But focusing on results alone is not enough. Demographic, cultural, and technological changes have led to a workforce that demands a set of operating principles characterized by core values such as transparency, trust, inclusion, and real-time collaboration to help guide behaviors and decision-making in companies.3 Finally, studies have shown that millennials are deeply motivated by corporate social responsibility and a compelling sense of purpose.4 Together, these forces make the case that companies that fail to aspire to align purpose, performance, and principles will also fail to attract the best talent. Furthermore, to achieve the kind of transformations that today’s fast-moving economy often requires of businesses, executives need engaged, committed employees who have opportunities to contribute their knowledge. Purpose and principles can help engage employees in support of high performance.
Aligning Purpose, Performance, and Principles
What does it take to align purpose, performance, and principles? Consider the examples of two business leaders who took on that challenge: Dave McKay of Royal Bank of Canada (RBC) and Isadore Sharp of Four Seasons Hotels Ltd.
Articulating a Sense of Purpose at RBC
In 2014, Dave McKay was appointed chief executive officer and director of the board of Toronto-based Royal Bank of Canada, a leading financial services company. At the time of his appointment, McKay had several critical strategic and operational priorities: growing RBC’s emerging businesses, revitalizing some mature businesses, and preparing employees to take on the challenges of the emergence of digitization as a core element of the bank’s business model.
But there was something else important on McKay’s agenda — something that had less to do with the bank’s bottom line, at least in the short run. McKay felt that, despite an enviable record of financial performance and a set of core values that guided managerial decision-making, RBC lacked a compelling statement of its core purpose. The new CEO read an article that one of us had written several years earlier5 that illustrated how some companies had harnessed a sense of purpose to forge a powerful collective ambition to lead them through difficult transformations. He felt this was needed to inspire employees to take on the bank’s new challenges as a team.
McKay’s desire to make RBC’s purpose explicit was initially met with a healthy dose of skepticism from some senior leaders. Shouldn’t the bank focus on its strategic and operational challenges first? Shouldn’t it continue its digital transformation and then perhaps senior management and employees would be more open to embracing the “softer issues”? But McKay pressed on and persuaded the top executive team and key stakeholders to embrace the process. The leadership team started to hold dialogue sessions, asking a few simple but powerful questions: Why does RBC really exist as an enterprise? Is it just to make money? Whom do we really go to work for every day? What gap would there be in the world if we didn’t exist?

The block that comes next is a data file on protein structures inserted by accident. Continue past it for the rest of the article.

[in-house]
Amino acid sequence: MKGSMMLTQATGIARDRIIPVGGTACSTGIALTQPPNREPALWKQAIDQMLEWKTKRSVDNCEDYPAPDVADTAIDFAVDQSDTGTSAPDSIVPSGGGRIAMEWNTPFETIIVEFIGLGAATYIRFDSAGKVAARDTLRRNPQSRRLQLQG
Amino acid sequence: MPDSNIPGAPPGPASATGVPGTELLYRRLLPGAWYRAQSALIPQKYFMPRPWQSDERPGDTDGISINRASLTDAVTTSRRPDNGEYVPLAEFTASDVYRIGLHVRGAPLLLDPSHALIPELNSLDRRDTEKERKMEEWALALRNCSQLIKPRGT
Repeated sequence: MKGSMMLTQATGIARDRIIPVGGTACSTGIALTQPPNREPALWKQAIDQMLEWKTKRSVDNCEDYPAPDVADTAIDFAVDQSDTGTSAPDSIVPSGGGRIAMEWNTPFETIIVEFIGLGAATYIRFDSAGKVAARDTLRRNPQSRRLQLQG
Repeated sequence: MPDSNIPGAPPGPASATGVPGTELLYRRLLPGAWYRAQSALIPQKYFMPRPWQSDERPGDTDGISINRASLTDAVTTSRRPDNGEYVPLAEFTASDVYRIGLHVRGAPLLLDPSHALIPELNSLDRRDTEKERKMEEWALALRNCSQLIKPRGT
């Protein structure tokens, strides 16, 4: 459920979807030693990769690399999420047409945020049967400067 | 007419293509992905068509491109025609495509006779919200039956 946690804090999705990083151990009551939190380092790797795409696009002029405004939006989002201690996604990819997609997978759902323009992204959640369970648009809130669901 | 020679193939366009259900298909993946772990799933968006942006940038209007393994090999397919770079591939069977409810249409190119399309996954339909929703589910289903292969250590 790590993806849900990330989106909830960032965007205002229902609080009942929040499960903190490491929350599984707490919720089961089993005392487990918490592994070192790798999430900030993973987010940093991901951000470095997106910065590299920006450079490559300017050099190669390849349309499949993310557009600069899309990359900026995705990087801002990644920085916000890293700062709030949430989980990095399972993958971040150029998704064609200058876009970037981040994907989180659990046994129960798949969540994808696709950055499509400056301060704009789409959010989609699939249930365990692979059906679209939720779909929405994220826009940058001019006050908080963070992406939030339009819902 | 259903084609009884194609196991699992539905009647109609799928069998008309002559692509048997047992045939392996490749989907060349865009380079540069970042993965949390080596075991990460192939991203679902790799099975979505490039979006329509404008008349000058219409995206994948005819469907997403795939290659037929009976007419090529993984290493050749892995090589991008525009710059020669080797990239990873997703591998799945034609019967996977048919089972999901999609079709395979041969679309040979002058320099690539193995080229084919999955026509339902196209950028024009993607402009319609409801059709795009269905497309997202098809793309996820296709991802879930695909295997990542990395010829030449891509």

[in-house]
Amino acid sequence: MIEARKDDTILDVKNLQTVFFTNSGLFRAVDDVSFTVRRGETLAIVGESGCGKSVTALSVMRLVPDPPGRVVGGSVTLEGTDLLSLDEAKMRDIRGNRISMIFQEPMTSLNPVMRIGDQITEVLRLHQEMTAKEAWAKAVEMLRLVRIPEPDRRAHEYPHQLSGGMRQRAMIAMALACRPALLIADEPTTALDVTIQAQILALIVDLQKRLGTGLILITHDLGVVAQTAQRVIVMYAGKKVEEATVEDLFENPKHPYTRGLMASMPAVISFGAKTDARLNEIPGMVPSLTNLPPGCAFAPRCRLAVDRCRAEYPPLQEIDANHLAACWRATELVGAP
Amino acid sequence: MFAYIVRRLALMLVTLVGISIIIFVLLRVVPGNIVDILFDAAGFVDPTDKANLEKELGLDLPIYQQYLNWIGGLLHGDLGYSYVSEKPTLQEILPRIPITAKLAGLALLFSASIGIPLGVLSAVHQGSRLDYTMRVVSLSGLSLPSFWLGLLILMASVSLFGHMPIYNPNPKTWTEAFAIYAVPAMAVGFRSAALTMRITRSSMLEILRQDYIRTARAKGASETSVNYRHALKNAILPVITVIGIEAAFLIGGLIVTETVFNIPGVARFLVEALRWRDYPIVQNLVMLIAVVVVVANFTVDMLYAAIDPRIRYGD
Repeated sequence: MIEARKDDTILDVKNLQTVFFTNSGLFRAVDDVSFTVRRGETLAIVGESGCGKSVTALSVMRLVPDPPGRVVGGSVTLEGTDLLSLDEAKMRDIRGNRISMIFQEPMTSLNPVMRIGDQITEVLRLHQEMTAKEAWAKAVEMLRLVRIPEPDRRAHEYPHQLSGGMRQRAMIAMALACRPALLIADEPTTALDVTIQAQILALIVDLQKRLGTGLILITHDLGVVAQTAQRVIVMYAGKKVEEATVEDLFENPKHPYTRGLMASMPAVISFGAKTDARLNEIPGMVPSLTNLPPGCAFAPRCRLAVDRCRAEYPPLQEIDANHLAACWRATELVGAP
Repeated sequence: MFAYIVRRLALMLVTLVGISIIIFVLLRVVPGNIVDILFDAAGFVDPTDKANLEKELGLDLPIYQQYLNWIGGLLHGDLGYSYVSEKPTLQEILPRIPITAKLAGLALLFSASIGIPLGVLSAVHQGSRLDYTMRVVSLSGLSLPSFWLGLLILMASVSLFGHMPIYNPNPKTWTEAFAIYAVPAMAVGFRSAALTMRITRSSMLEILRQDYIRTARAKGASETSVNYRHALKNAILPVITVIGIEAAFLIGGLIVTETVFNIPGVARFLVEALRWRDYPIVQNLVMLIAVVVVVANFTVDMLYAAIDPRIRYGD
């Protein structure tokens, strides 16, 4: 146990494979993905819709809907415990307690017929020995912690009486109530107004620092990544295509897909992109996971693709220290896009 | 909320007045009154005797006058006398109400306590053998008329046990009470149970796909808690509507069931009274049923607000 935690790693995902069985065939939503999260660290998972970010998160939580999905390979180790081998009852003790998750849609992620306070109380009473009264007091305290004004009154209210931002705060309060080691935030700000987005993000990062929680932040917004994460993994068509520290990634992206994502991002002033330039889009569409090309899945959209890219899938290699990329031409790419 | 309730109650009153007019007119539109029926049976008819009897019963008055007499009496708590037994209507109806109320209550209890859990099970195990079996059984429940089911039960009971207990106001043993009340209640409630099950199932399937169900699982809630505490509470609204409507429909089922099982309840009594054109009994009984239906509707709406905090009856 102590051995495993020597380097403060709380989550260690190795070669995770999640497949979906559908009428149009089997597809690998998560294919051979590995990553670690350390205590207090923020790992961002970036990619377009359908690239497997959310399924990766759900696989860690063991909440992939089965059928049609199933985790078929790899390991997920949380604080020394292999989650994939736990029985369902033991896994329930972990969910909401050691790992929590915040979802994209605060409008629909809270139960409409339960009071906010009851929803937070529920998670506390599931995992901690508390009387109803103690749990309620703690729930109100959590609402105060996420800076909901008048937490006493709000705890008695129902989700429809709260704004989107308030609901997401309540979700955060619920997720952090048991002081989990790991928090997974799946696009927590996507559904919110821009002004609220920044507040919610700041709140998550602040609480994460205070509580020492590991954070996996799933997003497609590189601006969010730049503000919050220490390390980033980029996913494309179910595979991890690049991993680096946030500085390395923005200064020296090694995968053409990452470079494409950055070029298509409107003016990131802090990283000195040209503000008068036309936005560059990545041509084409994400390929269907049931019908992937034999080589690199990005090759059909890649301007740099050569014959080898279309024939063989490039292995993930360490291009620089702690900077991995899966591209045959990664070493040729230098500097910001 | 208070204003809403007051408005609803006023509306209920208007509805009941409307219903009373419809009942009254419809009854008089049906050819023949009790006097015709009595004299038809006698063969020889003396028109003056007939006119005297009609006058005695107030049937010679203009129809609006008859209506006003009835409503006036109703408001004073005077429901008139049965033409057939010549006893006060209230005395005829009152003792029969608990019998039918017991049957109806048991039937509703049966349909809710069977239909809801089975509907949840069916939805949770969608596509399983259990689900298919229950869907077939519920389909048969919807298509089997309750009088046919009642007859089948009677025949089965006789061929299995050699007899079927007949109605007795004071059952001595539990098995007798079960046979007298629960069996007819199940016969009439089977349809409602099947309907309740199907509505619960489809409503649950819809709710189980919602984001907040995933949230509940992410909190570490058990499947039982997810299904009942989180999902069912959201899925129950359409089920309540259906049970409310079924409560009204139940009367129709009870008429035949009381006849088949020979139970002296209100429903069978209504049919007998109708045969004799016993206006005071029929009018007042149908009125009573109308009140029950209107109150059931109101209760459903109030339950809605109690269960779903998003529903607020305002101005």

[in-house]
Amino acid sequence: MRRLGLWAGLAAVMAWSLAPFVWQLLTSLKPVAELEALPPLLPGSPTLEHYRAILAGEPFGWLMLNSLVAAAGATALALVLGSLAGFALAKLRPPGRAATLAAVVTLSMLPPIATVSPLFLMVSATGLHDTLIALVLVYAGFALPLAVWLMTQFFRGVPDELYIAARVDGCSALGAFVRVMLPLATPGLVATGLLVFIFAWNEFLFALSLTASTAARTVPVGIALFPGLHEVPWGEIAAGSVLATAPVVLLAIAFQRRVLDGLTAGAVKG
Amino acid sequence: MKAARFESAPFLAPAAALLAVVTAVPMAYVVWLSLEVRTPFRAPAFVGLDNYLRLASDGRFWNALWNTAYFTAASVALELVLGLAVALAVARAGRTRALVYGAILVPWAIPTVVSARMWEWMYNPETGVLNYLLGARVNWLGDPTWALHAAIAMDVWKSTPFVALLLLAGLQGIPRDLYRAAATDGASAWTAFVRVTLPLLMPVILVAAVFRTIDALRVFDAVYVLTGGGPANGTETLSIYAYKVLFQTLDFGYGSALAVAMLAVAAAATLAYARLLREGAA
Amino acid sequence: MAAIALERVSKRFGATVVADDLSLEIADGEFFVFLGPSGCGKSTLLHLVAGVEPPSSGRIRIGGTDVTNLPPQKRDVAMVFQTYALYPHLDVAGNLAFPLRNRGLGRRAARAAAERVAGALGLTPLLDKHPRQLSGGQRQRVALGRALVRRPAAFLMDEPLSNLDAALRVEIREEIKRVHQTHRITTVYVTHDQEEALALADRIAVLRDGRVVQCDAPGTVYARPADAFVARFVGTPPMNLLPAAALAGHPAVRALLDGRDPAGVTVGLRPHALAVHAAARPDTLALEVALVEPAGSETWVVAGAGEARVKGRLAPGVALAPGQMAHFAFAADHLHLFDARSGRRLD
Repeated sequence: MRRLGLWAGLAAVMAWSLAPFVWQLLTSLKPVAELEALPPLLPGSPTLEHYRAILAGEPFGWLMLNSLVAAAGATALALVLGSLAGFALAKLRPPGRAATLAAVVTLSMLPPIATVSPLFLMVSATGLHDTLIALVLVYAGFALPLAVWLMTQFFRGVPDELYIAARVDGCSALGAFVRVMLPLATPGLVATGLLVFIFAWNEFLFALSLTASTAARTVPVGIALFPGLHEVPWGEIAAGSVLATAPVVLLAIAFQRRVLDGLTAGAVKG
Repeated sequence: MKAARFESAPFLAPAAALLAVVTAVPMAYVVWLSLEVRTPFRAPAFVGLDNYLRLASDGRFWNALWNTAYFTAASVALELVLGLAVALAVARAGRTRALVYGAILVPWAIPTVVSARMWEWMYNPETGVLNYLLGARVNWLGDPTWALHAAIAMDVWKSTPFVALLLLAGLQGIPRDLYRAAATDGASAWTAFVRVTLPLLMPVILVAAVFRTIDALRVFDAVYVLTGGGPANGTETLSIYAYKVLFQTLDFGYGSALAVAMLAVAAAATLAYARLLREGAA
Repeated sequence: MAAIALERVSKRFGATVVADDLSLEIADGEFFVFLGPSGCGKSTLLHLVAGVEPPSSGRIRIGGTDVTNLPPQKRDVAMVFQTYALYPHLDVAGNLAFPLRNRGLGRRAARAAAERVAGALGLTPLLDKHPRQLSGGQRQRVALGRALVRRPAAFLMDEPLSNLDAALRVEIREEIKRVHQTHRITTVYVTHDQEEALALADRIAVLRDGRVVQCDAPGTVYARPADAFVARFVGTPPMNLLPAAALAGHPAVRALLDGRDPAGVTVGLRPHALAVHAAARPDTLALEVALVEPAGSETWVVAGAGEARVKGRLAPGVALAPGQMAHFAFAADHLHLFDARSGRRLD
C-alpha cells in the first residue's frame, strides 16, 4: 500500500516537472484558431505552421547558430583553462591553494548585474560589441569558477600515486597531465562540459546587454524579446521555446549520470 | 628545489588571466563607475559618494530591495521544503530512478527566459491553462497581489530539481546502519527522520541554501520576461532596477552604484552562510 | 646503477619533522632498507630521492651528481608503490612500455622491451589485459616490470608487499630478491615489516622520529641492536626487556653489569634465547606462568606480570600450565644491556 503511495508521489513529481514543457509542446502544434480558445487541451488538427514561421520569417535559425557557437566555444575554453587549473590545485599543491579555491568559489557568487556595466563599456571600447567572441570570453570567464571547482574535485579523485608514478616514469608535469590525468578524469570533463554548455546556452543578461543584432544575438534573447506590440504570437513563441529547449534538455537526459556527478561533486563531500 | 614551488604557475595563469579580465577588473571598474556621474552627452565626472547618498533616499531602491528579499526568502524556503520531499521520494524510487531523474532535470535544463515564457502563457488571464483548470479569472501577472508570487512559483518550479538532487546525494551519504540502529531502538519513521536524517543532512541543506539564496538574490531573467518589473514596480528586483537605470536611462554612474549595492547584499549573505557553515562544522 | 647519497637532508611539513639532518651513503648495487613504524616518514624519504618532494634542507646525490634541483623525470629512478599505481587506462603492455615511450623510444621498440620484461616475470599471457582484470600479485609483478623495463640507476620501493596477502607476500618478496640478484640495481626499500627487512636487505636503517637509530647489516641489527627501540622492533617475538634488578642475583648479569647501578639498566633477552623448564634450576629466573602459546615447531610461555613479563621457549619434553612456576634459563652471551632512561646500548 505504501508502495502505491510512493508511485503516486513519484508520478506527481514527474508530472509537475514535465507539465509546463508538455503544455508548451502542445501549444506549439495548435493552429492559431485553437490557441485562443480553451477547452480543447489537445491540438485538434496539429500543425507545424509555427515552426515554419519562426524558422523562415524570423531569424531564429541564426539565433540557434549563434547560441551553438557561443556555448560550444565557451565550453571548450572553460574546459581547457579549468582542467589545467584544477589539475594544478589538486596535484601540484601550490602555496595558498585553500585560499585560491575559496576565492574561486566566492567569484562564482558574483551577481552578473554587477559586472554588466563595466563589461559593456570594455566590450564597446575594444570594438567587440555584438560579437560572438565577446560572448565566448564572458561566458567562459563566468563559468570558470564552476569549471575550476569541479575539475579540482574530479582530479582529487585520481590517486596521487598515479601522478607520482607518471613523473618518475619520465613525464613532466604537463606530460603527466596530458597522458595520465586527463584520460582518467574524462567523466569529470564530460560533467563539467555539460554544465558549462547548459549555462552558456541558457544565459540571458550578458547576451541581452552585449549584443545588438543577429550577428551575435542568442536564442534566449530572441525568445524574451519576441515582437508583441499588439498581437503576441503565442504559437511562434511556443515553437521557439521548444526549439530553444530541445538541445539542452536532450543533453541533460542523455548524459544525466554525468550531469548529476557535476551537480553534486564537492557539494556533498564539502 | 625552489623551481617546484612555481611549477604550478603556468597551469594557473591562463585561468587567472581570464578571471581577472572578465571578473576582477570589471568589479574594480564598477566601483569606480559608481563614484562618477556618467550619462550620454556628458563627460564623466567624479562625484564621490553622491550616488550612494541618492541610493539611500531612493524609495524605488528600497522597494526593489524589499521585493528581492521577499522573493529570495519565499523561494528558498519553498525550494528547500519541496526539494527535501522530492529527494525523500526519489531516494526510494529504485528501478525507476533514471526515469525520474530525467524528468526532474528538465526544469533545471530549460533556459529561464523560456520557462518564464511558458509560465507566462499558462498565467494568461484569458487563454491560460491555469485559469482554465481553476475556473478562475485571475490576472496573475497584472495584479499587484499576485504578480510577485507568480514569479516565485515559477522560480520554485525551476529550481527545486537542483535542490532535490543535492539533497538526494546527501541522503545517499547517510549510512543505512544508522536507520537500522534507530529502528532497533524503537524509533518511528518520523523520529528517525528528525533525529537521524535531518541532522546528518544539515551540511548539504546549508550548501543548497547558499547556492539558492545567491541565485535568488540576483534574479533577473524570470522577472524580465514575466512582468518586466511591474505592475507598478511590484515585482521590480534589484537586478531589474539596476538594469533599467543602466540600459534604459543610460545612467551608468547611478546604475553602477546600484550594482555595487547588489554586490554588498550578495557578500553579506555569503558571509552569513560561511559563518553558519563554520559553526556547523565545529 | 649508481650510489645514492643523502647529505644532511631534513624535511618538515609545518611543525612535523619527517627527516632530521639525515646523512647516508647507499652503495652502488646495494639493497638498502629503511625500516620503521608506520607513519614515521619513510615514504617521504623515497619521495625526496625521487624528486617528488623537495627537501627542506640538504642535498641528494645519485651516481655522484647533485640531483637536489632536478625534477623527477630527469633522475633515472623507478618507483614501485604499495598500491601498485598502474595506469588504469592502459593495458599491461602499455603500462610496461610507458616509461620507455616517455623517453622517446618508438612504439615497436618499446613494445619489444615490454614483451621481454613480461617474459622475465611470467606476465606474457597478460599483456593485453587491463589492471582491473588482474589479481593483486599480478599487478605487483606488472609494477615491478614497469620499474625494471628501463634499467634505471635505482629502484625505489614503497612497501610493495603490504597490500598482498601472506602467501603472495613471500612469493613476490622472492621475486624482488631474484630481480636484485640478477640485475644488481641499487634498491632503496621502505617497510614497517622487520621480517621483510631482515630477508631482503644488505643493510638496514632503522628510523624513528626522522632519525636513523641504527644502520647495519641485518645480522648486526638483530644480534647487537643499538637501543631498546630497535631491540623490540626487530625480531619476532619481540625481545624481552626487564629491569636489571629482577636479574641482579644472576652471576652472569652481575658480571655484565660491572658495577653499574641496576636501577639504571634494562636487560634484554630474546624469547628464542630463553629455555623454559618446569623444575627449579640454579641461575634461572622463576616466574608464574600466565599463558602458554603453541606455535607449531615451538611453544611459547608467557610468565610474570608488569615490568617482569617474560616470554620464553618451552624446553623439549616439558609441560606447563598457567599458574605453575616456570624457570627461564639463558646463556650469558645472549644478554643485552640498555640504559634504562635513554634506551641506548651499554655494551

Employees responded positively to these questions and to being asked to help shape RBC’s purpose statement.6 The results included a considerable uptick in employee engagement and a higher percentage of employees understanding and identifying with RBC’s strategic direction.
Creating a Performance-Driven Culture at Four Seasons
At Four Seasons, Isadore Sharp faced a different challenge in the summer of 2008: He was pondering his next move to save his iconic Toronto-based company, Four Seasons Hotels Ltd. “Issy,” as he is known by many, had founded Four Seasons in 1960 and built the Four Seasons brand around his vision of creating one of the world’s premier hospitality businesses as well as around a set of guiding principles that involved treating others with dignity, respect, and professionalism.7 This values-based business model served Sharp and Four Seasons well; the brand’s reputation grew, and Four Seasons hotels were able to command among the highest rates in the industry.
But when the global financial crisis started to unfold in 2007 and deepen in 2008, the high-end business-travel market dried up considerably, and the company’s business model was seriously threatened. The power of the Four Seasons brand and its high margins had covered up a number of performance gaps and operational inefficiencies, and the recession brought those problems under a glaring spotlight.
Sharp and his management team knew they had to make some radical decisions. However, they didn’t run from their powerful sense of purpose. In fact, Sharp and his top leaders doubled down on emphasizing the importance of the company’s mission and core values to employees. But they made it clear that it was time to also place a premium on achieving the company’s financial and operational performance objectives by instilling discipline in managerial decision-making, cutting spending, and reducing its workforce — something unheard of in the Four Seasons family. Management made the tough call to build a high-performance culture by making key staff changes and reducing the company’s cost structure — thereby helping Four Seasons return to its industry leadership role within a few years. The leadership team thus added a heightened performance focus to a company that had long been grounded in purpose and principles.